Blood in My Eye

Blood in My Eye

by George L. Jackson

At eighteen, George Jackson was convicted of stealing seventy dollars from a gas station and was sentenced from one year to life.

He was to spent the rest of his life -- eleven years-- in the California prison system, seven in solitary confinement.

  • Language: English
  • Category: Nonfiction
  • Rating: 4.29
  • Pages: 195
  • Publish Date: December 19th 1996 by Black Classic Press

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rarely does he mention Black women or their struggle against sexism.

AIM leaders and members, Black Panthers, Puerto Ricans and other U.S.-born and bred liberation fighters and thinkers lost their lives, ended up in prison or marginalized by the rush of capitalism' restructuring and reconcentration of wealth that continues whose ebbs and flows impacted our movements, George Jackson was one of them.

In this, his last book, he presents his analysis of armed struggle, class war, fascism, communism, and other topics related to politics and revolution. Blood In My Eye is a collection of letters and essays speaking primarily on prison life and revolutionary politics from a Marxian point of view. The major theme of the book is the failures of capitalism, particularly regarding to blacks in America, and the need to replace it with a socialist society through revolution. At the basis of all of Jacksons writings is the recognition that white capitalist society must be destroyed; that reforms will only work to keep the oppressive system intact. Speaking on this, Jackson states: The resentment and the seedbed of fear is patterned into every modern capitalist society. Racism has served always in the U.S. as a pressure release for the psychopathic destructiveness evinced by a people made fearful and insecure by a way of life they never understood and resented from the day of birth. Blood In My Eye has valuable discussion on politics, revolution, class warfare, and race relations.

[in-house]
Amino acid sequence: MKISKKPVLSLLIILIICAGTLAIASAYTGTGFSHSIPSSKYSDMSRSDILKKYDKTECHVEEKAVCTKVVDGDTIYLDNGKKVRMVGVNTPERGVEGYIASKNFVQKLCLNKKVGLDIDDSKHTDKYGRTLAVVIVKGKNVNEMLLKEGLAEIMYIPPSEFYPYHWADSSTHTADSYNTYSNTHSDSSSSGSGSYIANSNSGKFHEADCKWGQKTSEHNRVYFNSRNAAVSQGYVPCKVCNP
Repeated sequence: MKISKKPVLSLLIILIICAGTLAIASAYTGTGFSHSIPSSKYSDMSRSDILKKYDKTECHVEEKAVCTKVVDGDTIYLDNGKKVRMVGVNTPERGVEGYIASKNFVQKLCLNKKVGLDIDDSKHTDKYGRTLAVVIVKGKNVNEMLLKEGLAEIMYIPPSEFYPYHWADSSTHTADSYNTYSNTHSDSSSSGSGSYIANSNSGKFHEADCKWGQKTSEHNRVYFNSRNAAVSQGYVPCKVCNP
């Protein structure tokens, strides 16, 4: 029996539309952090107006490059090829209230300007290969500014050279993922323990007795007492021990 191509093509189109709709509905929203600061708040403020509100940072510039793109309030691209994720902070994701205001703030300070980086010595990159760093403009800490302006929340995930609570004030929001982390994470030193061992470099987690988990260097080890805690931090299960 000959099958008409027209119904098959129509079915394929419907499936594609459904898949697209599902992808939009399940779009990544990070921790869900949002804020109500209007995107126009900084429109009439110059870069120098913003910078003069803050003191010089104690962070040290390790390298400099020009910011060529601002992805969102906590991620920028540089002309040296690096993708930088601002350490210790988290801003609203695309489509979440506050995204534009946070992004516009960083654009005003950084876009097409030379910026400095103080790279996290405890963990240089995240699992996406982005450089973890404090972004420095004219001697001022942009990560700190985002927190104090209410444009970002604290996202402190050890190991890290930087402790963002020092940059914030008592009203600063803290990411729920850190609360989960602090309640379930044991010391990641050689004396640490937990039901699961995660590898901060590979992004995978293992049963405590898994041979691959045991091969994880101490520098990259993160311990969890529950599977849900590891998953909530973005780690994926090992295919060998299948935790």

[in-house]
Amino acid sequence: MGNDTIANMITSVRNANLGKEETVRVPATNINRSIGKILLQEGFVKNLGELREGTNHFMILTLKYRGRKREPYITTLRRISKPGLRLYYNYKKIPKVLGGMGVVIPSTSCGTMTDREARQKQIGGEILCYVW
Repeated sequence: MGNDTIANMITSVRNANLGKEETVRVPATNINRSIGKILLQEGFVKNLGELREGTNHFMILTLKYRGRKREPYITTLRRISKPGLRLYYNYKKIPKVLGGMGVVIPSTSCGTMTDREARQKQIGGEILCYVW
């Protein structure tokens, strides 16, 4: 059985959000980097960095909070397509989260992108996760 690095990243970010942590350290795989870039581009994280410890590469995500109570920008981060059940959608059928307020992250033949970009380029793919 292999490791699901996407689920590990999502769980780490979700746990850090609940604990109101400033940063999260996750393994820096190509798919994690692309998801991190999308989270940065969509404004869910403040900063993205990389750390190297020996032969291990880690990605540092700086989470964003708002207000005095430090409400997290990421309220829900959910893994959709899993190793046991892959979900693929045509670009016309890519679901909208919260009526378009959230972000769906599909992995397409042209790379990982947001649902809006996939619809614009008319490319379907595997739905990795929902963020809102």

The author was the Black Panthers' Party's (BPP) field-marshal for the prisons. During his imprisonment, his younger brother Jonathan, also a member of the BPP, was killed in action while he was trying to free some black prisoners.

Well I hate to be the one to bust her bubble but apparently her warning is over 40 years late. So-called "black radicals" had this figured out long before Donald Trump got in office and made what we all feared, all the more real.

While I think that Jackson made some very valid points; I was not a fan of his desire for violence and almost misogynistic views.

Jackson, member of the Black Panther Party, founder of the Black Guerilla Family , writer, theoretician, revolutionary and political prisoner. We cannot separate Jackson's political writings from his early life, since like most revolutionary thinkers , he was bred by the conditions he survived under. Newton, he became the Field Marshall of the Black Panther Party and founded the Black Guerilla Family, which was originally conceived to be a prison cell of the BPP that would survive state repression.

What would Malcolm X, Eldridge Cleaver, Assata Shakur and George Jackson say to us if we could ask them if books can be revolutionary? However, as things continue to fall apart with the planet now at stake, only people who have already done the serious self-education and cultural deprogramming time like George, Malcolm, Assata, and Eldridge did, will know where to go and what to do to find or create a lasting community.

If you've figured out that capitalism is evil, and that nothing short of a revolution by the people can sort things out, then this book will inspire you to do what needs to be done.